It was stipulated that the investigator for the district attorney was qualified as a bookmaking expert. With reference to the piece of paper with the pencil writing on it which was found in the stove, he testified that he would call it a betting marker. He also testified that certain words and numbers on the piece of paper indicated the names of horses, the amounts bet on the horses, and the amounts won; that, in his opinion, the initials "H," "J," and "P," on the betting marker indicated the names of persons who placed the bets; that the scratch sheet showed that horses which had the same names as the names on the betting marker were running on that date at certain race tracks; that a circle in pencil writing around a horse's name on the scratch sheet indicated that that horse won the race; that the scratch sheet showed that a horse by the name of "Mucho Hosso" was running in a race on that date; and that the name "Mucho Hosso" was also on the betting marker.

Defendant testified that the figures on the betting marker were bets which the defendant himself made "to Las Vegas" and that none of the bets had been made in California; that he was betting with three persons in Las Vegas because one man would not take all his bets; and the initial "H" appearing on the betting marker "is" one of the fellows he was betting with. A telephone bill directed to "Philip Dunn Enterprises" was found by the officers in the vacant store, and it indicated that calls had been made to Las Vegas. [107 Cal. App. 2d 479]

Appellant contends, as above stated, that the evidence is not sufficient to support the decision of the court. He argues that no evidence was presented that he recorded any bets other than his own which he placed by telephone "to Las Vegas"; that no effort was made by the prosecution to show in rebuttal that Exhibit "2" (the betting marker) was anything but a recordation of appellant's own bets; that, in the absence of any evidence to the contrary, it must be conceded that said exhibit is a record of appellant's own bets. The information herein does not charge that defendant recorded a bet. The charge is that he occupied a room with paraphernalia for the purpose of recording bets. [2] If the defendant did record a bet which had been placed with him, that, of course, would be an important circumstance in determining defendant's purpose in occupying the room. A violation of said section 337a, subdivision 2, of the Penal Code "is complete when it is shown that the accused occupied a place with papers and paraphernalia for the purpose of recording bets on horse races." (People v. Abraham, 67 Cal. App. 2d 425, 427 [145 P.2d 450].) The judge was not required to find in accordance with the testimony of the defendant to the effect that he recorded his own bets. [3] The purpose for which a place is occupied need not be established by direct evidence but it may be determined from a consideration of all the circumstances shown by the evidence. (People v. Renek, 105 Cal. App. 2d 277, 281 [233 P.2d 43].) In view of the testimony of the bookmaking expert that the initials on the betting marker indicated the names of persons who had placed the bets, and in view of the unusual circumstances herein with respect to the two telephones in defendant's apartment, the judge could have found reasonably that said Exhibit "2" was a record of bets placed with defendant. [4] Irrespective, however, of whether the defendant did record a bet, the evidence was sufficient to support a finding that he occupied a room with paraphernalia for the purpose of recording bets. He was occupying the apartment and he had a key to it. Betting paraphernalia was in the kitchen. A betting marker was concealed in the kitchen stove. The two telephones on the kitchen table in front of defendant were "rotary" telephones from which the number plates had been removed, and they were unauthorized telephone extensions from two main-line telephones, without bells, in a vacant store on another street. It could be inferred that defendant had knowledge of the unusual and unauthorized telephone [107 Cal. App. 2d 480] connection between his apartment and the vacant store. There were no numbers on the telephones in his apartment, and he testified that he telephoned to Las Vegas in making his own bets. It is to be assumed that, in making the long distance calls, he was required to state the number of the telephone from which he was calling. The contention of appellant is not sustainable.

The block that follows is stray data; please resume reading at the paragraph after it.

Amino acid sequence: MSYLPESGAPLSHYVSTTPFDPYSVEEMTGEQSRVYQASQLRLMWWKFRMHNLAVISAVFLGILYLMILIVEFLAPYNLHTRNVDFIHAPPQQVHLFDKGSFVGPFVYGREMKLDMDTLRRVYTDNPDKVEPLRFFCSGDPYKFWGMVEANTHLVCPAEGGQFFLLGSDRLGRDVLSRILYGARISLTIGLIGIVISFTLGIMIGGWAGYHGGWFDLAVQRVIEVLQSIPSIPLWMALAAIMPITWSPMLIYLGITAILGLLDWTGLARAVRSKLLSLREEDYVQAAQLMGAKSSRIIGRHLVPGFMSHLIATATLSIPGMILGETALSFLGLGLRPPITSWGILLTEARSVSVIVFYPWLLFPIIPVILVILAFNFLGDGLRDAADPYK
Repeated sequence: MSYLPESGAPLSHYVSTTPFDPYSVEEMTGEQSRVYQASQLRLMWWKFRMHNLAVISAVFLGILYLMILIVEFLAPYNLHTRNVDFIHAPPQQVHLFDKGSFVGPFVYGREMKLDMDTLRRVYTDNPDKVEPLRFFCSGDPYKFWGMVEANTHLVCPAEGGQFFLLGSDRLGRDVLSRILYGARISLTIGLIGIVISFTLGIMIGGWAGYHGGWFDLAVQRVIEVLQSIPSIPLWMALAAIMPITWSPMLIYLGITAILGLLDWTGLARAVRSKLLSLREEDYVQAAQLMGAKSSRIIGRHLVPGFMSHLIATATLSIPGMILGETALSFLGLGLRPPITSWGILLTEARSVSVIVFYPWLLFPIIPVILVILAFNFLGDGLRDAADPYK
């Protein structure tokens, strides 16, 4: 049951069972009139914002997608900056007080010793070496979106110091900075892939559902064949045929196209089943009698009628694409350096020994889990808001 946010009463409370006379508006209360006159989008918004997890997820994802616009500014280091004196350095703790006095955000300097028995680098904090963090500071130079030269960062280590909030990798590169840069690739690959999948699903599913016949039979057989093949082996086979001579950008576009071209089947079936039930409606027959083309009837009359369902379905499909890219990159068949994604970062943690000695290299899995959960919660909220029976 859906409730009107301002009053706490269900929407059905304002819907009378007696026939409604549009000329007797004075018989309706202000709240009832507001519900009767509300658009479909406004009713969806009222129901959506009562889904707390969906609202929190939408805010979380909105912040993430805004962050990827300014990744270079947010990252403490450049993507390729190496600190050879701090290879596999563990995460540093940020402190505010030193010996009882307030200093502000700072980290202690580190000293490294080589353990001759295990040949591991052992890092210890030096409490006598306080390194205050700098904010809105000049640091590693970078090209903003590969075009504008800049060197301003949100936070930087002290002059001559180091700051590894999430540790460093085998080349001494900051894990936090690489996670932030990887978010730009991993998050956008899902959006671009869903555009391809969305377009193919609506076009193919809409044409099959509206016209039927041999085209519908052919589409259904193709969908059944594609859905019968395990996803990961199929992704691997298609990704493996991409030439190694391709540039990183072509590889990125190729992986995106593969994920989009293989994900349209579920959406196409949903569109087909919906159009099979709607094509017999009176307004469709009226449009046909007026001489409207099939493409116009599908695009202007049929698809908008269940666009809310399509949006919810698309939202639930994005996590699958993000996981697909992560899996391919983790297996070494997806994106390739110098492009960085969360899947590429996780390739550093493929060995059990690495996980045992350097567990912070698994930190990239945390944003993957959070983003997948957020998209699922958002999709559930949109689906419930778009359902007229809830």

The purported appeal from an alleged judgment is dismissed. The order denying defendant's motion for a new trial is affirmed.

Shinn, P. J., and Vallee, J., concurred.